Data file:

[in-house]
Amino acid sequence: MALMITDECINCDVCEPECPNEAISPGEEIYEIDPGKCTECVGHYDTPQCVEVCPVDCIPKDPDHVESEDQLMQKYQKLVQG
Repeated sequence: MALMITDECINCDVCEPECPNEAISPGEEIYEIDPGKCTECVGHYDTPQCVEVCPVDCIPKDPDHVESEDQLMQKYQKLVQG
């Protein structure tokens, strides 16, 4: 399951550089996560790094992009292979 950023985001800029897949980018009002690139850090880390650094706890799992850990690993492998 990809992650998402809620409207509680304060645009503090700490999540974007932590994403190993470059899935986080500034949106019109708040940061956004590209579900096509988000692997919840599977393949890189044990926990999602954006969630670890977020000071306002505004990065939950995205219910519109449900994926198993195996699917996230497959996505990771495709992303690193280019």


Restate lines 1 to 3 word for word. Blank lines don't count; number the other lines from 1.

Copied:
[in-house]
Amino acid sequence: MALMITDECINCDVCEPECPNEAISPGEEIYEIDPGKCTECVGHYDTPQCVEVCPVDCIPKDPDHVESEDQLMQKYQKLVQG
Repeated sequence: MALMITDECINCDVCEPECPNEAISPGEEIYEIDPGKCTECVGHYDTPQCVEVCPVDCIPKDPDHVESEDQLMQKYQKLVQG